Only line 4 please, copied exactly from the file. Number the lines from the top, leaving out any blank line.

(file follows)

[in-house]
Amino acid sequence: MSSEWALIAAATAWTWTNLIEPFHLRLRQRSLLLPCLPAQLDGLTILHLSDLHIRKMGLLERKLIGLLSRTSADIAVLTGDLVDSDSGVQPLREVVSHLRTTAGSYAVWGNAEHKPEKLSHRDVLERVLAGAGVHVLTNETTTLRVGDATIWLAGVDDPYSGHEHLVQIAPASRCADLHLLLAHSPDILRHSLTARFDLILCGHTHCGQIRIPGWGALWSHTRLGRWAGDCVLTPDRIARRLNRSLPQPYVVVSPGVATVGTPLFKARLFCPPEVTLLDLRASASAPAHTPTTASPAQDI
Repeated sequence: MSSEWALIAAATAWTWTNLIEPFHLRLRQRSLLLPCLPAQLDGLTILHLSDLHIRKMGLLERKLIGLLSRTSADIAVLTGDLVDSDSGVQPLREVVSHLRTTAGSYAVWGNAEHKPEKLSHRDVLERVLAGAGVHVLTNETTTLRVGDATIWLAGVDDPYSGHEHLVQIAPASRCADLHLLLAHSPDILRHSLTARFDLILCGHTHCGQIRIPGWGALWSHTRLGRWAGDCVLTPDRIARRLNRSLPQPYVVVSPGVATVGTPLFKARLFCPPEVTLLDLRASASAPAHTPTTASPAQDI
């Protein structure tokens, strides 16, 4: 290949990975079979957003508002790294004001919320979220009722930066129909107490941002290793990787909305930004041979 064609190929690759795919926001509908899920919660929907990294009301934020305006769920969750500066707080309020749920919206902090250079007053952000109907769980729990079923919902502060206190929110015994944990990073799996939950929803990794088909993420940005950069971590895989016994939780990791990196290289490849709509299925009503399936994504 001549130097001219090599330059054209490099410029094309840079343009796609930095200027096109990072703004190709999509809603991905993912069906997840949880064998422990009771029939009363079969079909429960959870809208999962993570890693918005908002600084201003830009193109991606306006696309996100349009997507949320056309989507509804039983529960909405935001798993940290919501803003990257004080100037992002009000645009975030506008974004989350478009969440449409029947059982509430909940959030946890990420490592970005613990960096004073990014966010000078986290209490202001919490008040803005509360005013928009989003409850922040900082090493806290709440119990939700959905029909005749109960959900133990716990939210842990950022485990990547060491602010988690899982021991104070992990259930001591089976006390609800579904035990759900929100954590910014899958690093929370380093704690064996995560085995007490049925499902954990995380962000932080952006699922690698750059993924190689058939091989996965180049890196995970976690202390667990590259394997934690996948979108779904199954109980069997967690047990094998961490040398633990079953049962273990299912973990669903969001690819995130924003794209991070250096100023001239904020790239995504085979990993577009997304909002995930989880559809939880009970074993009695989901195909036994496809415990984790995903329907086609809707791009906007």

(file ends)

């Protein structure tokens, strides 16, 4: 290949990975079979957003508002790294004001919320979220009722930066129909107490941002290793990787909305930004041979 064609190929690759795919926001509908899920919660929907990294009301934020305006769920969750500066707080309020749920919206902090250079007053952000109907769980729990079923919902502060206190929110015994944990990073799996939950929803990794088909993420940005950069971590895989016994939780990791990196290289490849709509299925009503399936994504 001549130097001219090599330059054209490099410029094309840079343009796609930095200027096109990072703004190709999509809603991905993912069906997840949880064998422990009771029939009363079969079909429960959870809208999962993570890693918005908002600084201003830009193109991606306006696309996100349009997507949320056309989507509804039983529960909405935001798993940290919501803003990257004080100037992002009000645009975030506008974004989350478009969440449409029947059982509430909940959030946890990420490592970005613990960096004073990014966010000078986290209490202001919490008040803005509360005013928009989003409850922040900082090493806290709440119990939700959905029909005749109960959900133990716990939210842990950022485990990547060491602010988690899982021991104070992990259930001591089976006390609800579904035990759900929100954590910014899958690093929370380093704690064996995560085995007490049925499902954990995380962000932080952006699922690698750059993924190689058939091989996965180049890196995970976690202390667990590259394997934690996948979108779904199954109980069997967690047990094998961490040398633990079953049962273990299912973990669903969001690819995130924003794209991070250096100023001239904020790239995504085979990993577009997304909002995930989880559809939880009970074993009695989901195909036994496809415990984790995903329907086609809707791009906007």